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Tribunal reviews power to appoint manager to firm

Following a complaint made by a firm of barristers and solicitors, a tribunal was tasked with considering if a legal profession board has the power to appoint more than one manager.

user iconNaomi Neilson 10 November 2023 Big Law
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A decision by the Legal Practice Board of Western Australia to appoint two managers to Chapmans Barristers and Solicitors was questioned by Len Gandini and made the subject of a stay application before the State Administrative Tribunal.

Mr Gandini sought a review of the board’s decision and contended it had no power under the Uniform Law to appoint more than one manager of a legal practice at any given time.

Although the tribunal noted it had no jurisdiction to make “any binding determination” as to the extent of the statutory power, Mr Gandini’s request for a review meant the tribunal “must form its own understanding of … the legal framework for the decision”.


Having done so, the tribunal found more than one intervener may be appointed to a law practice as it was “expressly acknowledged” under the Uniform Law. The stay application was dismissed.

The appointments were made by the board following the resignation of the firm’s former manager because no other person within Chapmans had the authority to act as a principal.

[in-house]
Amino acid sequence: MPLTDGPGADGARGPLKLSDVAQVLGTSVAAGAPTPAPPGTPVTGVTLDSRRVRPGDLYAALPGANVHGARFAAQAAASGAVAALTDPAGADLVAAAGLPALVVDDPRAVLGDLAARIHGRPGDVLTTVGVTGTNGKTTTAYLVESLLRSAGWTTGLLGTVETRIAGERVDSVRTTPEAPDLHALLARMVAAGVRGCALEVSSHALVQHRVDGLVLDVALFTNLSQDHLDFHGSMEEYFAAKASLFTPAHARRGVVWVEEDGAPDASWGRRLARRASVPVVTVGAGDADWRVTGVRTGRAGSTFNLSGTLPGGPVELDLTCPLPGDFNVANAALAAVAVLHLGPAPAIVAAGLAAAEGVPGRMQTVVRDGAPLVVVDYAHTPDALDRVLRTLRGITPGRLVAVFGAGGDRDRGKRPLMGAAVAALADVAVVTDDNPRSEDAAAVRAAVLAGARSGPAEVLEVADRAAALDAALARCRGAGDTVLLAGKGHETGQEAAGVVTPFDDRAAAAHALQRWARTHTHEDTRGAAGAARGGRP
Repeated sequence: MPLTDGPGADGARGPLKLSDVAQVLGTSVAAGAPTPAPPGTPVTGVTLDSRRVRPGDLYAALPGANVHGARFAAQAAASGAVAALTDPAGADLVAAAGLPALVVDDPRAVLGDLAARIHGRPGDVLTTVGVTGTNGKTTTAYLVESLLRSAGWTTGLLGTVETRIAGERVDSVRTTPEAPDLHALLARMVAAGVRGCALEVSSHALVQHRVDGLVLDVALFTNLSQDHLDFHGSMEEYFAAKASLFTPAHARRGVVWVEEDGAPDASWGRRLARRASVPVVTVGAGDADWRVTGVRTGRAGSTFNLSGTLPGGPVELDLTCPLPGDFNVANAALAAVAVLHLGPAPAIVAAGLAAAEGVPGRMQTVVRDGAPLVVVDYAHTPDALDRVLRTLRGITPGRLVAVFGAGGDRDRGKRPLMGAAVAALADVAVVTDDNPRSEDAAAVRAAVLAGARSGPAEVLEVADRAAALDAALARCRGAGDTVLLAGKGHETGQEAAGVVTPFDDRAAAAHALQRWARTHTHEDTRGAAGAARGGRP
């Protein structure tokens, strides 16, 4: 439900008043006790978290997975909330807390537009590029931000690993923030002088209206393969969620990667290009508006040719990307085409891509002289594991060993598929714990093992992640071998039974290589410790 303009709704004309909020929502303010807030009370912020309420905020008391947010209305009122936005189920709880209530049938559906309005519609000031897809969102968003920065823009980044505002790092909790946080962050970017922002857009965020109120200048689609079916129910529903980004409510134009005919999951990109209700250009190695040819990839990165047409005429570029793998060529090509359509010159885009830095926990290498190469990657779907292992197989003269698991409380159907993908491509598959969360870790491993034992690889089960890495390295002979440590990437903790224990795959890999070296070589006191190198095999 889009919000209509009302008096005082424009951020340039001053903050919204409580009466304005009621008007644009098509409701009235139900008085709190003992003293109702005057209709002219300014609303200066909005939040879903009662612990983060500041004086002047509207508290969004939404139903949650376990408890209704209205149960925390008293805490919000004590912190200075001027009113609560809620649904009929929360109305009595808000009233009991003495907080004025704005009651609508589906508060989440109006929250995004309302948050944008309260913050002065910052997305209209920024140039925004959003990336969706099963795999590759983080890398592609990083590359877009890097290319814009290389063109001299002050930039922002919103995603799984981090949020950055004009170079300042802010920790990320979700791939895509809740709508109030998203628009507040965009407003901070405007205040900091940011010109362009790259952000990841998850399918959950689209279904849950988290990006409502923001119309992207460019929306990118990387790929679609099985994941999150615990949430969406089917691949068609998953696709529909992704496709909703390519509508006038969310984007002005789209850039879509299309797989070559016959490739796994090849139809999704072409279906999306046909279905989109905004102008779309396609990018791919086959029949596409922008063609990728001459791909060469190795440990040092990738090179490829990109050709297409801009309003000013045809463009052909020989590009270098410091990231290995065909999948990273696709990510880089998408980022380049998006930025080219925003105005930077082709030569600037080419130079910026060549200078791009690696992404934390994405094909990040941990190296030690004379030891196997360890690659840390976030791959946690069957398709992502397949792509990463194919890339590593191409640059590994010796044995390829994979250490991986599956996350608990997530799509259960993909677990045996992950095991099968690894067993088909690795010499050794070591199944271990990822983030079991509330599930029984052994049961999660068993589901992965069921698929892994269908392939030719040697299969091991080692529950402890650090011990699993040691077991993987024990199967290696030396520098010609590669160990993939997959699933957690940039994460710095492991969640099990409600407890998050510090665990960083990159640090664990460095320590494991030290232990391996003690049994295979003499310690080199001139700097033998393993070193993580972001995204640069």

The only employee entitled to engage in practice did not hold a practising certificate that would allow him to become the principal of Chapmans or to hold trust money.

Mr Gandini submitted the appointment of more than one manager at any given time would “lead to results which are unworkable or absurd”, but the tribunal concluded the “practicalities of such concurrent appointments can be resolved in a variety of ways”.

“Furthermore, the position of a manager is not one which, by its nature, could only be performed by one person at a time.

“Given the role of a manager is effectively to act as the principal of a law practice, and given that nothing in the Uniform Law requires that a law practice operate with only one principal, we do not consider that anything in the role of a manager requires that there be only one manager of a law practice at any given time,” the tribunal concluded.